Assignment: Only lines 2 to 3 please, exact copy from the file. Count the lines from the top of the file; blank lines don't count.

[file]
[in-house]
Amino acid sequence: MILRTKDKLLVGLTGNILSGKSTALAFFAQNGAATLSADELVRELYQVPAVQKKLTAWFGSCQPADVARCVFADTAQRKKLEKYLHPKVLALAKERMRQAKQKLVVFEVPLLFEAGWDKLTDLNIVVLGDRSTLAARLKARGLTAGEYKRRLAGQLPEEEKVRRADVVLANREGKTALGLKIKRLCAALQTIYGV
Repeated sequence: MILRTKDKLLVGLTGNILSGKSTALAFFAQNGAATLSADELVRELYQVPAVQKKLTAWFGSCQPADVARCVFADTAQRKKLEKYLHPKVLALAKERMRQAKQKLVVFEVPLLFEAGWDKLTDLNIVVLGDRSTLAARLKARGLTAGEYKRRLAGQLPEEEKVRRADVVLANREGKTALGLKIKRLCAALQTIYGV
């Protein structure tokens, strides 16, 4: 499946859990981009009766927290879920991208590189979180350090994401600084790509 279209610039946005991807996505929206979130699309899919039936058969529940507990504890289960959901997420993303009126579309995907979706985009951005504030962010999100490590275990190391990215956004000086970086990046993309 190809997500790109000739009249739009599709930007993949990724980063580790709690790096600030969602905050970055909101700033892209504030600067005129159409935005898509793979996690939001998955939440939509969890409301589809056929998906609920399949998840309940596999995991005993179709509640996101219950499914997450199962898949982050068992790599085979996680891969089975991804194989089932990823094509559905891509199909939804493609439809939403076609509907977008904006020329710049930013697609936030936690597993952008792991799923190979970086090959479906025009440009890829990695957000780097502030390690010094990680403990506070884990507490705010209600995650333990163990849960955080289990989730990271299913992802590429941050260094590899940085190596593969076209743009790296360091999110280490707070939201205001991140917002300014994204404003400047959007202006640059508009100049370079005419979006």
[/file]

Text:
Amino acid sequence: MILRTKDKLLVGLTGNILSGKSTALAFFAQNGAATLSADELVRELYQVPAVQKKLTAWFGSCQPADVARCVFADTAQRKKLEKYLHPKVLALAKERMRQAKQKLVVFEVPLLFEAGWDKLTDLNIVVLGDRSTLAARLKARGLTAGEYKRRLAGQLPEEEKVRRADVVLANREGKTALGLKIKRLCAALQTIYGV
Repeated sequence: MILRTKDKLLVGLTGNILSGKSTALAFFAQNGAATLSADELVRELYQVPAVQKKLTAWFGSCQPADVARCVFADTAQRKKLEKYLHPKVLALAKERMRQAKQKLVVFEVPLLFEAGWDKLTDLNIVVLGDRSTLAARLKARGLTAGEYKRRLAGQLPEEEKVRRADVVLANREGKTALGLKIKRLCAALQTIYGV